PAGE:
Keeping your children active outside of school is extremely beneficial to both their physical and emotional growth. From after-school sports to extracurricular clubs, the opportunities are endless. However, one of the most beneficial programs children can be involved in is that of instrumental lessons.
Whether they are playing piano, violin, guitar, or drums, music lessons can improve academic performance in young children. The correlation between music and math has been observed for quite some time, but is still somewhat puzzling to psychologists and medical professionals. One connection that is fairly obvious however is rhythm and patterns. Those taking instrumental lessons tend to have an easier time understanding things like fractions, division, and multiplication. The memorization of songs and rhythms also enhances a child’s short and long-term memory.
Children’s motor skills can be significantly built as well, especially when practicing percussion instruments. Drums, piano, or marimba can develop hand-eye coordination, as well as multi-limb coordination in more complex areas of music. Additionally, more demanding instruments are great outlets for children with a lot of energy. The skills learned can be applied to a number of other hobbies, like coordination for dancing and sports.
In group classes, one’s social skills may begin to flourish. Working together with other children learning a new instrument encourages young ones to interact and help one another, in addition to working closely with the teacher. A child will learn his or her role within the mini orchestra, and adjust accordingly. For example, playing too fast or loud can affect an entire song, teaching them the importance of teamwork.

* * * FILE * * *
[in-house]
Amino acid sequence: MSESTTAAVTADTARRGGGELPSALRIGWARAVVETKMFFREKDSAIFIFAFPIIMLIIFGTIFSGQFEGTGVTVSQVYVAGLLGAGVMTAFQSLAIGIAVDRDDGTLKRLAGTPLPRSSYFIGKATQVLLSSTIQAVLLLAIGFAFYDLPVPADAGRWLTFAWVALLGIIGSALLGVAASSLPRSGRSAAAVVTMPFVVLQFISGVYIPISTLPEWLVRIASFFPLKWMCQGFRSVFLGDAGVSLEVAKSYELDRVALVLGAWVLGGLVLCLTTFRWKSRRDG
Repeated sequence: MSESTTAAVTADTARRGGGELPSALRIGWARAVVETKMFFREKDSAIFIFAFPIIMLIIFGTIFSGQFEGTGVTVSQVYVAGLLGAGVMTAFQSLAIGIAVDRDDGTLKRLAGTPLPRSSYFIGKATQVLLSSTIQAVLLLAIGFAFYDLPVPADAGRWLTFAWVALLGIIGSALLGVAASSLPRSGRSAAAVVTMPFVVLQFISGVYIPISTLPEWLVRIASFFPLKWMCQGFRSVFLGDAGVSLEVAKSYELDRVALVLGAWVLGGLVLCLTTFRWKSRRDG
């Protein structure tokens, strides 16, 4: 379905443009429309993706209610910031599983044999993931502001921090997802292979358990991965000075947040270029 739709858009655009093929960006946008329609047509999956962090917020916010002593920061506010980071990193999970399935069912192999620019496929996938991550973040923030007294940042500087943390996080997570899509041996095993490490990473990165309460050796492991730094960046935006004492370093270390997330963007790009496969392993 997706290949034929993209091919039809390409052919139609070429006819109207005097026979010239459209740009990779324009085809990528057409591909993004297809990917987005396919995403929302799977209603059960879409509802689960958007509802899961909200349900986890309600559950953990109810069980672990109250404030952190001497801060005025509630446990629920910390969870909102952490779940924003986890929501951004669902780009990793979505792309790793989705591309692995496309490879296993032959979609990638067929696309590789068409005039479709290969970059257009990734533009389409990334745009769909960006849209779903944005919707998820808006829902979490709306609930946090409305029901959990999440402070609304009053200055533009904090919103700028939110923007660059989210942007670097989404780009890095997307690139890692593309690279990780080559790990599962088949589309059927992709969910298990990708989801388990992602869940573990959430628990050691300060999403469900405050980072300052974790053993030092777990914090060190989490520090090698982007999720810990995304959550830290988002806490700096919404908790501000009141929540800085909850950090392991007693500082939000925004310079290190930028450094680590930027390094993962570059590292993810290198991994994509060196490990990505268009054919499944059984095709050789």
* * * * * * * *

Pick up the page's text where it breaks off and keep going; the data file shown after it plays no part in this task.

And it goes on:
Struggling to learn a new instrument can test a child’s patience, which can be a good thing, though it may not seem like it at first. The time it takes to learn an instrument, let alone perfect it can be grueling, but is a great way to teach children the value of perseverance. It may take a few months before a child can confidently play a specific instrument, but they day they are able to do so will be extremely rewarding for them, leading to the next advantage: a boost in self-esteem.
After devoting so much time to learning an instrument, a child’s self-esteem and confidence can grow substantially. Working alongside other children struggling to play their instruments also shows that nobody is perfect, but with practice comes improvement. An improved sense of confidence is a trait that is directly translated to the professional world, aiding in areas like public speaking and face-to-face interactions.
Allow your child to choose the instrument they are interested in the most. If it is something that poses too challenging for them to learn, encourage them to try another one according to his or her taste in music. The improvement of their overall well-being may surprise you.